Greater Milwaukee Today
January 9, 2014
We Americans love satire. Anyone or anything is a potential target for our brand of humor.
We seem particularly amused if a person of power and pristine reputation is brought down. Those who present themselves as flawless are particularly vulnerable to a downfall that delights us. Thus, Santa is maligned and never has a chance to defend himself. However, one of the reindeer, Comet, presents a pretty strong case in his favor.
Each reindeer, beginning with Dasher, the leader of the pack, has his 10 minutes on stage to tell his or her story. All of the stories are fascinating. Mike Crowley flubs some lines but still comes across as strong and competitive. He hated the year that he was upstaged by Rudolph and considers himself far superior to the little runt with the red nose.
Next comes the insecure, effeminate Cupid, stunningly enacted by Phil Stepanski. There's lots of humor here but a good touch of pathos, as well.
Scott Prox as Prancer ( aka Hollywood) is very ego-driven and really believes that there should have been a movie made about him. Prox is a little uncertain about his lines at times but captures the bravado of Prancer's character.
Blitzen, a brassy feminist strongly rendered by Lisa Rowe, sticks with the other two females in the group regarding Vixen's rape charge. You don't want to mess with Blitzen. At the beginning of Act II, Comet enters, setting a completely different tone. Bryan Noll is especially effective in his defense of Santa as a kind man who helped him rehab his tattered life. After all the vilifying remarks of others, Comet's perspective offers a striking contrast.
One of the most delightful monologues is delivered by Dancer, played by Tarolyn Fulkerson. The way she gracefully flits about the stage telling her poignant story completely captures our hearts. Donner, Rudolph's father, enters next. His tale, morosely regaled by Jon Jones, reveals the tortuous decisions people sometimes make and the unforeseen results that can ensue. Other than shouting too much, Jones was effective.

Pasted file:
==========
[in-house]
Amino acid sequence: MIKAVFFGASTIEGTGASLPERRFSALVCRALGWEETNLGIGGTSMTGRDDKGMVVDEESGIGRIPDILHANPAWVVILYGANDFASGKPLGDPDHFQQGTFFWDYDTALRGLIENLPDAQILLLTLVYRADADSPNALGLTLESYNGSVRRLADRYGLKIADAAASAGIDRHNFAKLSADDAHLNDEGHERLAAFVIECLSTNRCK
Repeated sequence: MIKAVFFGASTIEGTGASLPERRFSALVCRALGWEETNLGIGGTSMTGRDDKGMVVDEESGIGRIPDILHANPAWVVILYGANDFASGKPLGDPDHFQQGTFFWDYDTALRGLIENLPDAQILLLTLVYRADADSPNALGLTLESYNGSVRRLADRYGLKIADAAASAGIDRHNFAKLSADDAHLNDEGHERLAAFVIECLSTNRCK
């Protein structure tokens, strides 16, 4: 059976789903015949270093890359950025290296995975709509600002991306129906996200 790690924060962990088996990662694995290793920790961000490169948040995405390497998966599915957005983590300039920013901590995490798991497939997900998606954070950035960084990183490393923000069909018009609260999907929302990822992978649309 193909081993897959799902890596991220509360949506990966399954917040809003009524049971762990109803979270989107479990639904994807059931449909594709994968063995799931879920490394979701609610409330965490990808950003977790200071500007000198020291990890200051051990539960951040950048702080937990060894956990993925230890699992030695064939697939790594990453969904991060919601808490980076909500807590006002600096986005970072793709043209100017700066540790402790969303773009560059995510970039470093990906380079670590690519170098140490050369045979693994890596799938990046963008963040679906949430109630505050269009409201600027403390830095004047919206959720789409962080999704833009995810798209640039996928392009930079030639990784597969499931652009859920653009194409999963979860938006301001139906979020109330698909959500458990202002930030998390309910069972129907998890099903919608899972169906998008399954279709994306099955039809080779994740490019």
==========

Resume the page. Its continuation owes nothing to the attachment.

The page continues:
Lastly, Vixen takes the stage, a climactic moment. Ramsey Schlissel aced her part as the sexy, histrionic babe. She defended her promiscuity and contradicted the assumption that many make that a woman's appearance and history are an invitation to rape. The perpetrator-victim model is clearly seen here. People in power often write their own rules. This well-written play has many funny lines. The language is unforgiving; the situations, graphic; and the issues raised, provocative. This is a play about power, about idols with feet of clay. Some people need heroes, some people hate them, and some love toppling them.
For a postseason switch in style, "The Eight: Reindeer Monologues" fits the bill. It is well directed by the versatile Carl Liden.
"The Eight: Reindeer Monologues" is staged at 7:30 p.m. tonight, Friday and Saturday and 2 p.m. Sunday at the Lake Country Playhouse, 221 E. Capitol Drive, Hartland. Call 262-367-4697 or visit www.lakecountryplayhouse.net